There are many reasons customers make repeat visits to your restaurant. Chief among them, as our latest free eBook surmises, are quality, personable service, and the ability to earn rewards.
Your food needs to impress. Your service needs to impress. Guests need to feel like they’re getting a great value for the money they spend. All these reasons and more will drive a restaurant customer back into your arms time after time. But one thing is definitely guaranteed to drive them away:
It may seem like a paltry concern at first glance, but the comfort — or lack thereof — of your guest over the course of an hour or more can make or break their experience of your restaurant. Every table, chair, booth, and bar stool you needs to answer the following three questions:
1. Is it comfortable?
2. Is it durable?
3. Does it fit my brand?
Is it comfortable?
This cannot be overstated: chairs need to fit your average AND non-average sized customer. Will a person at 300 pounds be as comfortable — and supported — in your chair or bar stool as someone at 100 pounds? Will a customer at the height of 6’5” have room for their long legs when seated at a full table? Will the feet of someone at 4’9” touch the floor (or stool bar) when seated on your chair?
What shape you’re your chair seat take? Completely flat chair seats can be really uncomfortable if you sit for a whole meal, but curved ones are designed to take the strain off. It’s difficult to account for everyone’s comfort, true. But planning for the widest possible range of body types in your customer base will help minimize complaints and maximize return visits.
There is, however, a balancing act to be maintained between the comfort of your guest and the ability to maximize your dining room space. It is true that the sturdier (and roomier) a chair or table is constructed, the more comfortable it is likely to be. But if you fill your front of house with 10 extra large chairs instead of 15 medium to large seats, you are robbing yourself of potential business every shift.
Keep in mind that comfort isn’t always just a subjective standard. Businesses open to the public have a legal obligation, in accordance with the Americans with Disabilities Act, to comply with certain standards of accessibility for their patrons. ADA compliance may dictate that the tables you choose need to accommodate wheelchairs without hindrance.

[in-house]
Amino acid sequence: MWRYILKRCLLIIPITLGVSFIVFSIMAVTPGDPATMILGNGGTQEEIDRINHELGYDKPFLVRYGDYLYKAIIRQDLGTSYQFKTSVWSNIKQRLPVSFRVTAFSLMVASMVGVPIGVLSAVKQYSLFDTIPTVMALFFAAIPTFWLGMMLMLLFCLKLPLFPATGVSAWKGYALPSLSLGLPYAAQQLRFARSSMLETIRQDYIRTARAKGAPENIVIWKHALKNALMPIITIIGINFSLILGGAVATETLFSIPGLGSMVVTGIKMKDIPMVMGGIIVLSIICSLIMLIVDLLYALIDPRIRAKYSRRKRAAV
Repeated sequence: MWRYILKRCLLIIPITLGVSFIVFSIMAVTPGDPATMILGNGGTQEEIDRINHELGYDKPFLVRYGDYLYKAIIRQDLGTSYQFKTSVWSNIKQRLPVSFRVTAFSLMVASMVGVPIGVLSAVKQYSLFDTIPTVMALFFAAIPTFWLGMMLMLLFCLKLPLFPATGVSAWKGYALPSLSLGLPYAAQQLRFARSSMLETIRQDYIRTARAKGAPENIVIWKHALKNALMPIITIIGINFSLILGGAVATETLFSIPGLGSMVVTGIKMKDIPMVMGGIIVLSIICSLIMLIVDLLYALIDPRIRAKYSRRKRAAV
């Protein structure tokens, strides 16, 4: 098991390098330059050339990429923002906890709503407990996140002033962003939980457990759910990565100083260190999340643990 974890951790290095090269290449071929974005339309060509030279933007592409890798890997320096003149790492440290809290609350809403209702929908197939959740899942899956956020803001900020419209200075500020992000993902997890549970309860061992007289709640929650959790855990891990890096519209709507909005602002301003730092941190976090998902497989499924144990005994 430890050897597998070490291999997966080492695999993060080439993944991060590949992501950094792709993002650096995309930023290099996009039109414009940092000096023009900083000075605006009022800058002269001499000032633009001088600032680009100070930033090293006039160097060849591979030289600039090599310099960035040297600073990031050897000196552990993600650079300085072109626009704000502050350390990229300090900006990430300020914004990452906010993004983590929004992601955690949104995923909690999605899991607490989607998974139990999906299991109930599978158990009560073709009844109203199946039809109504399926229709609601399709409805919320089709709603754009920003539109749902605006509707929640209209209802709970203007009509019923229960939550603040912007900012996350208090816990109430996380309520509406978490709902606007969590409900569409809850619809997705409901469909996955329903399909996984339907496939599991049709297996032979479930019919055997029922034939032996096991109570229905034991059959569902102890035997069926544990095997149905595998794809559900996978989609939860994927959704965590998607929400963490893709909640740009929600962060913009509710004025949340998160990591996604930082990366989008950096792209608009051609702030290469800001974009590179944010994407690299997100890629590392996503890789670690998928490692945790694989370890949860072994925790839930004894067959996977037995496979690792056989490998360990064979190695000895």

Consider carefully how table legs and angles could interfere with wheelchairs or make sitting down difficult for patrons assisted by crutches or braces. Test out chair lengths and table height in combination with a wheelchair to determine how your guests will share the space available underneath the table. Will a wheelchair slide underneath the tabletop comfortably? Are your other chairs so deep that one guest’s knees will end up bumping against the wheel or legs of a disabled patron?
Is it durable?
It’s important to consider longevity when deciding on your furnishings. Chairs, in particular, are a purchase you’d like to avoid making more often than you would plan a full remodel of your space. Part of making sure that’s achievable is not just caring for your furniture over time, but purchasing chairs that are easily cared for.
Is the fabric on your seat and seat back stain resistant? Or should you look for all wooden chairs with a varnish that will wipe clean and can be regularly sanitized with a quick pass? Leather is an expensive, but highly durable option that combines comfort with ease to maintain. Upholstered seats can give your customers some extra cushion, but may wear and fray over time.
More modern, sustainable options are available for restaurants as well, something that may be particularly attractive to establishments that highlight their concern for the environment and farm-to-table practices. Bamboo is a highly durable material that is very easy to recycle into furniture, for instance. We’ve even seen seats made from recycled automobile seat belts — easily cleaned and environmentally responsible!